Genentech Strikes Three Separate Drug Discovery Deals With Small Companies

In a deal-making spree, Genentech will team up with the small companies to take on various diseases, including multiple sclerosis.

It has been a deal-making morning for South San Francisco-based Genentech. The Roche subsidiary struck three separate deals with small companies in order to boost drug development.

Genentech and Cleveland-based Convelo Therapeutics, Inc. entered into a collaboration to accelerate discovery and development of novel remyelinating medicines for patients with neurological disorders such as multiple sclerosis (MS). The two companies will work together to discover novel remyelination therapies for MS and other myelin disorders. Convelo will receive an undisclosed upfront payment and research support from Genentech. Under terms of the deal, Genentech will retain an option to potentially acquire the company for an undisclosed sum as well as downstream milestones.

James Sabry, global head of pharma partnering at Roche, said there have been significant advances in the treatment of multiple sclerosis, but many patients still experience a progression in their disability. Currently approved therapeutics are focused on preventing additional myelin damage by modulating the immune system, but there are no approved therapies that tackle the unmet clinical need to promote myelin regeneration.

“Novel medicines that regenerate the myelin around nerve cells could help address this significant need. We look forward to collaborating with Convelo to hopefully deliver new options to people with multiple sclerosis and other neurological disorders,” Sabry said in a statement.

While the financial terms of the Convelo deal were not disclosed, Genentech entered into another deal today worth up to $1 billion. Genentech and Japan-based Sosei Group teamed up to discover and develop novel medicines that modulate G protein-coupled receptor (GPCR) targets. GPCRs are the largest membrane receptors in eukaryotes. According to Nature, it is believed that between one-third and one-half of all marketed drugs act by binding to GPCRs. If that’s true, then it explains Genentech’s interest in the target.

Under terms of the deal, Sosei will only receive $26 million in an upfront payment, but the deal is heavily backloaded. As the two companies work across a range of undisclosed disease targets, Sosei could earn future milestone payments that amount to $1 billion. That could increase with royalties from any approved drug sales. As noted, the targets the companies are going after were undisclosed, but in the announcement, the companies said the “nominated targets represent promising new therapeutic intervention points across a range of diseases.” Genentech will be responsible for developing and commercializing potential new medicines for each novel target and will have exclusive global rights to these agents.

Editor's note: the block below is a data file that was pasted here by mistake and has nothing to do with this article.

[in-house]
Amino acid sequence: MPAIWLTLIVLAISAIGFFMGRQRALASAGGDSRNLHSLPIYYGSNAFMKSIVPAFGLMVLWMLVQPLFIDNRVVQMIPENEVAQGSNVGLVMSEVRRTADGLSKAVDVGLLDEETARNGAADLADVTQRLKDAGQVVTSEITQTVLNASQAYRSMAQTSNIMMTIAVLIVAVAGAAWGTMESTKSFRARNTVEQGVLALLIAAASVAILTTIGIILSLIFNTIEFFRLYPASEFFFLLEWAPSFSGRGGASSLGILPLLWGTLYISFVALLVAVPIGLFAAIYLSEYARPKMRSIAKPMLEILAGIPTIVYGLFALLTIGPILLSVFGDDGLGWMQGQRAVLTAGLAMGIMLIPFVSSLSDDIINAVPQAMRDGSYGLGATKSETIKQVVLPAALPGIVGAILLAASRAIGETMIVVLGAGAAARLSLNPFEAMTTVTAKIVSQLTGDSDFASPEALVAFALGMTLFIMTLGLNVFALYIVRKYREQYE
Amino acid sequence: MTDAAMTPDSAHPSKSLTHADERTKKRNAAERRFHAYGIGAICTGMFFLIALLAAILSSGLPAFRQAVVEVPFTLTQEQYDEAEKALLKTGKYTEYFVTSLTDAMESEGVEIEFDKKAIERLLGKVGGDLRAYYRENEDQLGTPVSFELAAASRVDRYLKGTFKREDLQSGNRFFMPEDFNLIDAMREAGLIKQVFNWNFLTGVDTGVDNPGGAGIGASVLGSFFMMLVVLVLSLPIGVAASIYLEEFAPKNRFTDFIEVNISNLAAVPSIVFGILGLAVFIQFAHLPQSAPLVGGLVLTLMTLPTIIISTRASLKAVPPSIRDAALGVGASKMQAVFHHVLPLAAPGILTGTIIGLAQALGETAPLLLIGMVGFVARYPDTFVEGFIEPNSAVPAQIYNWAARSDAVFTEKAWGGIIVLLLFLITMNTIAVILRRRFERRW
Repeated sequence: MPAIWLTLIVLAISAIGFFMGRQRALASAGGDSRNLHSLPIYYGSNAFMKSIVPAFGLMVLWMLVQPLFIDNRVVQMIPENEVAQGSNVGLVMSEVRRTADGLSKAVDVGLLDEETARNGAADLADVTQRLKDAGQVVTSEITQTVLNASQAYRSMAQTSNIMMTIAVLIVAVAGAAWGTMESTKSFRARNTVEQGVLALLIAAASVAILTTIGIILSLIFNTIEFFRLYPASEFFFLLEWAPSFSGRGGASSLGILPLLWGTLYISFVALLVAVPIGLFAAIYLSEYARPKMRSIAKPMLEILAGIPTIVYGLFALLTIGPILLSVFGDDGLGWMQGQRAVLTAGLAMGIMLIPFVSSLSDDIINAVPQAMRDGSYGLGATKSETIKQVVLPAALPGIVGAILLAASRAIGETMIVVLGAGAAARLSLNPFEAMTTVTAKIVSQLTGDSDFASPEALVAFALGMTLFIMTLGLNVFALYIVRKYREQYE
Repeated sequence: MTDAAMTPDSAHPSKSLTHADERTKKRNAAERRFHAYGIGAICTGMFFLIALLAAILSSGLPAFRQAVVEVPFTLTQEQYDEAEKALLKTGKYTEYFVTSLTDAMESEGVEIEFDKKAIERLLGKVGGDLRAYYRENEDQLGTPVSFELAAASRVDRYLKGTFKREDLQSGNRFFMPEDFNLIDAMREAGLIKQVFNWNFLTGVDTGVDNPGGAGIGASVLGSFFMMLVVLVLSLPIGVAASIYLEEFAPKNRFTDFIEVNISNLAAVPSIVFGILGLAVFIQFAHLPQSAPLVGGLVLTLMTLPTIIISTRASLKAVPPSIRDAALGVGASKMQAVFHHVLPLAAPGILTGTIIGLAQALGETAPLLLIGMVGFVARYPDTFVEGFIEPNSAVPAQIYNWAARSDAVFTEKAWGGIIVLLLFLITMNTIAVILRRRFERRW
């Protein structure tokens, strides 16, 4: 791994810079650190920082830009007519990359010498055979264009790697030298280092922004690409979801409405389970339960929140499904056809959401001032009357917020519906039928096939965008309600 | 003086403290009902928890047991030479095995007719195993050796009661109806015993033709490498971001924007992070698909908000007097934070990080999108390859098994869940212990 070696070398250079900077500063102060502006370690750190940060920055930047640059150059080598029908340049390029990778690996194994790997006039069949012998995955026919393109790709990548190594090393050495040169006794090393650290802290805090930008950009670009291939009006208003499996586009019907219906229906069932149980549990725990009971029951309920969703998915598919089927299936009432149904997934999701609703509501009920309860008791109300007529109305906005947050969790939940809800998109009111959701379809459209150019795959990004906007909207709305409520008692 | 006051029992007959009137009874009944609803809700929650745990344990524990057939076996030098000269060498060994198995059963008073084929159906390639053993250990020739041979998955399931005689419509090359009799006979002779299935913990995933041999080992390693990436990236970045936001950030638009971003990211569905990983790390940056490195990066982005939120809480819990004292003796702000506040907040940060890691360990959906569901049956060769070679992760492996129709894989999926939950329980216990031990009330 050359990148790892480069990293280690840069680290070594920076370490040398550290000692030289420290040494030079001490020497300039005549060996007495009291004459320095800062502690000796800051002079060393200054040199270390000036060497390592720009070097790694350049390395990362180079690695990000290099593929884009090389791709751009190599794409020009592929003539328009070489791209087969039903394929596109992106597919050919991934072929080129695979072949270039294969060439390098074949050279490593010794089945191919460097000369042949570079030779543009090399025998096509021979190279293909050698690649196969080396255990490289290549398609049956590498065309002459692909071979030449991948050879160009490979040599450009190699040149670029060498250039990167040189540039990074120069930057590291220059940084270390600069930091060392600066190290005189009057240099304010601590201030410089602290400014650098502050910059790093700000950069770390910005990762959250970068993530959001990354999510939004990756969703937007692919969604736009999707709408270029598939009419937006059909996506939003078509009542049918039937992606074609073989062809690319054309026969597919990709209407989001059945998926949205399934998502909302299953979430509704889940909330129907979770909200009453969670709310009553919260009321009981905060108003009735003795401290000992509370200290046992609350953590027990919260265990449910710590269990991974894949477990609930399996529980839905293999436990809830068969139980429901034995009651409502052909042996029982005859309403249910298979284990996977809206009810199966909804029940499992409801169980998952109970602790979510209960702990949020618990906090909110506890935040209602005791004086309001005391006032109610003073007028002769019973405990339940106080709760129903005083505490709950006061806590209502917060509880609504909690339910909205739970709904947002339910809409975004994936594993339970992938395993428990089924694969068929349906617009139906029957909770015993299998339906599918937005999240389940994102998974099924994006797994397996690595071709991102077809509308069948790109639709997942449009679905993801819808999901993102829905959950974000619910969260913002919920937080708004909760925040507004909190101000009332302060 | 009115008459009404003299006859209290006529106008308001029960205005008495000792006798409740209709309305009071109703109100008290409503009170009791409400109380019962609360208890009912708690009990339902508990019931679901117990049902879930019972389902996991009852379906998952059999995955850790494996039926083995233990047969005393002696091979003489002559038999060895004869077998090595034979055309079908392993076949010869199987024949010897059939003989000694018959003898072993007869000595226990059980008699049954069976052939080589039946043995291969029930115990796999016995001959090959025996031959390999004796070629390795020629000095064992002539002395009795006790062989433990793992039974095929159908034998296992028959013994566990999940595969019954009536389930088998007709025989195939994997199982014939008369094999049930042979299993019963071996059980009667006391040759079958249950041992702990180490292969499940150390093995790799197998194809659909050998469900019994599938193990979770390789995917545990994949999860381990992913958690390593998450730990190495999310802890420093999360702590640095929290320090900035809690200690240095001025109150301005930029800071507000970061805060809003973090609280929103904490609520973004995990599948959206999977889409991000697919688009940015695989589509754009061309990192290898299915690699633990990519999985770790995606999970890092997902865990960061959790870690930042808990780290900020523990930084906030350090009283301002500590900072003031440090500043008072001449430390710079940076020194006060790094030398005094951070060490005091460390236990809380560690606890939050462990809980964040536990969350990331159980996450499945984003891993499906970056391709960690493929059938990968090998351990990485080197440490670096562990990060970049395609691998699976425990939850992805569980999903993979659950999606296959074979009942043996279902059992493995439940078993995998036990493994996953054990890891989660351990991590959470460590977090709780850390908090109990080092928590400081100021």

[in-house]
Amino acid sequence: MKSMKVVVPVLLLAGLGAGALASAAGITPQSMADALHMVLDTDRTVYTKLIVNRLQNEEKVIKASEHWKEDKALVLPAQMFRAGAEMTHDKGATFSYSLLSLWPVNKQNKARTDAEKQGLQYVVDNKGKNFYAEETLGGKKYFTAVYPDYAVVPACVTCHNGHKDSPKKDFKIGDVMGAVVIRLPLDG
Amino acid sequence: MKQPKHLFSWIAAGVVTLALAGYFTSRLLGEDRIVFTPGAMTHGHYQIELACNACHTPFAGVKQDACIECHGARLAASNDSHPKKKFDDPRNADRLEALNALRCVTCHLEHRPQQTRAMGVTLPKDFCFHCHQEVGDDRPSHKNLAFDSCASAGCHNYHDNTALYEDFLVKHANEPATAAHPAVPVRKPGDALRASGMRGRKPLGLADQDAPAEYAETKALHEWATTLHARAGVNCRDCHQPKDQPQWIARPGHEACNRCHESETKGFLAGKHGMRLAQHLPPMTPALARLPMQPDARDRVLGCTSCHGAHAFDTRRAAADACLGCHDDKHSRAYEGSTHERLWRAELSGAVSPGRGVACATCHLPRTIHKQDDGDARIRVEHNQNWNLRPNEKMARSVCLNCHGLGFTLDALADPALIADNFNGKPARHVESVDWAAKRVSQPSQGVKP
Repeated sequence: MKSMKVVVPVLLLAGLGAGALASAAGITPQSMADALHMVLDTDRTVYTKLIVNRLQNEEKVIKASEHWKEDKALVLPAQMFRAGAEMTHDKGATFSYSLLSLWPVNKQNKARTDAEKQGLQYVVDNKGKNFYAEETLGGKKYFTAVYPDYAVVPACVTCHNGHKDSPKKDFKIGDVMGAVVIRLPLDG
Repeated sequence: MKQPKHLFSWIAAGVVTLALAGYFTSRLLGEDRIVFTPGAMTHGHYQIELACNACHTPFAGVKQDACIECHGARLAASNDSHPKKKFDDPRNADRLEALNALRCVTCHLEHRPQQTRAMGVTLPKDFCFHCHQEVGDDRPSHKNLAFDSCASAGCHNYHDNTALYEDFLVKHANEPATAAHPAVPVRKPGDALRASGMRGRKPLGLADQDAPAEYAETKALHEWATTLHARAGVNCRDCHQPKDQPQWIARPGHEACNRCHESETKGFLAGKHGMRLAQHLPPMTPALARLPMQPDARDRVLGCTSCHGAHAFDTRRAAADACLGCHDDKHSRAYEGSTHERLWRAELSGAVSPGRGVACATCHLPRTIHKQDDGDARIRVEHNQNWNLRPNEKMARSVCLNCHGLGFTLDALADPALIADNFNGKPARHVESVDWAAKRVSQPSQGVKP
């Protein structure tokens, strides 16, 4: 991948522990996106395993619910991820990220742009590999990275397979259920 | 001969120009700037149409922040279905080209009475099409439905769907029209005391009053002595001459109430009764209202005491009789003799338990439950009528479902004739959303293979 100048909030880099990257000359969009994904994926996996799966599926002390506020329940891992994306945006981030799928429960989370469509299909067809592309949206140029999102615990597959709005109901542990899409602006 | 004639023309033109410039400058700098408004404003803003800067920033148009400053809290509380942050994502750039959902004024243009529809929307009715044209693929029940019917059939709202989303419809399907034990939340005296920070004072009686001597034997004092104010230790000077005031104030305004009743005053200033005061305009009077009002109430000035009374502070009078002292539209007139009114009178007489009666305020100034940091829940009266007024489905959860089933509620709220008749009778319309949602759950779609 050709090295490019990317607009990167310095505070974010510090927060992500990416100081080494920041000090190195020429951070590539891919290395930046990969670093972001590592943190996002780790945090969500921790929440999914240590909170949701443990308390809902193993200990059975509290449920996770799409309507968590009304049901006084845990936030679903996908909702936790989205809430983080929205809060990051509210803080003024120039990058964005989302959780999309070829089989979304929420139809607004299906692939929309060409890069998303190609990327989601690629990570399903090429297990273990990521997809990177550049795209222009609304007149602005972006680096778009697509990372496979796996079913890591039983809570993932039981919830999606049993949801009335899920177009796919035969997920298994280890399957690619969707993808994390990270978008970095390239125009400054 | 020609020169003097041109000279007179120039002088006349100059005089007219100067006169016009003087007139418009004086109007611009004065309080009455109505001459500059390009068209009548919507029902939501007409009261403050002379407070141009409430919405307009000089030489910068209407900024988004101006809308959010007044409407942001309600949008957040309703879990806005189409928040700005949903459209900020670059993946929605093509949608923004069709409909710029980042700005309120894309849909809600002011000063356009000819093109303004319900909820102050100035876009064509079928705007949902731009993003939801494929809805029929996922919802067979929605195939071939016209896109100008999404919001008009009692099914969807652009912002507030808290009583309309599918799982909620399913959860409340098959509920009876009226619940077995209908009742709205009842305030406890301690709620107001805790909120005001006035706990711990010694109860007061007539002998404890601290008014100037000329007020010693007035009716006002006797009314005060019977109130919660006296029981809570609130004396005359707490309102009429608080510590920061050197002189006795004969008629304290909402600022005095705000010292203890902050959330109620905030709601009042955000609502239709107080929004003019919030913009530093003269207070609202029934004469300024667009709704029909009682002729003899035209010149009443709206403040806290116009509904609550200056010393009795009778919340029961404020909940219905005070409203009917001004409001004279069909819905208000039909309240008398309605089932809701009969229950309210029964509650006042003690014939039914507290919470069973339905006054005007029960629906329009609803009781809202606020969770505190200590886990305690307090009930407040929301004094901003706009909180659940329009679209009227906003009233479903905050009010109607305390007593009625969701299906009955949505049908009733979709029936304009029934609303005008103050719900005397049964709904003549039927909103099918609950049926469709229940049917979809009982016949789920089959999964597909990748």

Sabry said Genentech believes GPCRs are an important target class for multiple diseases. He said Sosei brings unique capabilities to the collaboration to enable and accelerate GPCR drug discovery.

In its third deal of the day, Genentech formed an alliance with Waltham, Mass.-based Skyhawk Therapeutics to develop and commercialize small molecules that modulate RNA splicing. In the announcement, Skyhawk said it will use its SkySTAR technology platform to discover and develop innovative small-molecule treatments directed to certain oncology and neurological disease targets.

The financial terms of the deal were undisclosed but the agreement gives Genentech an exclusive worldwide license to develop and commercialize potential therapeutics directed to multiple targets. Genentech will be responsible for clinical development and commercialization.

“Modulation of RNA splicing represents a novel approach for difficult-to-treat diseases. Skyhawk has developed a unique expertise in splicing biology, and we are excited to work with their team to discover potential new medicines for patients with cancer and neurodegenerative diseases,” Sabry said.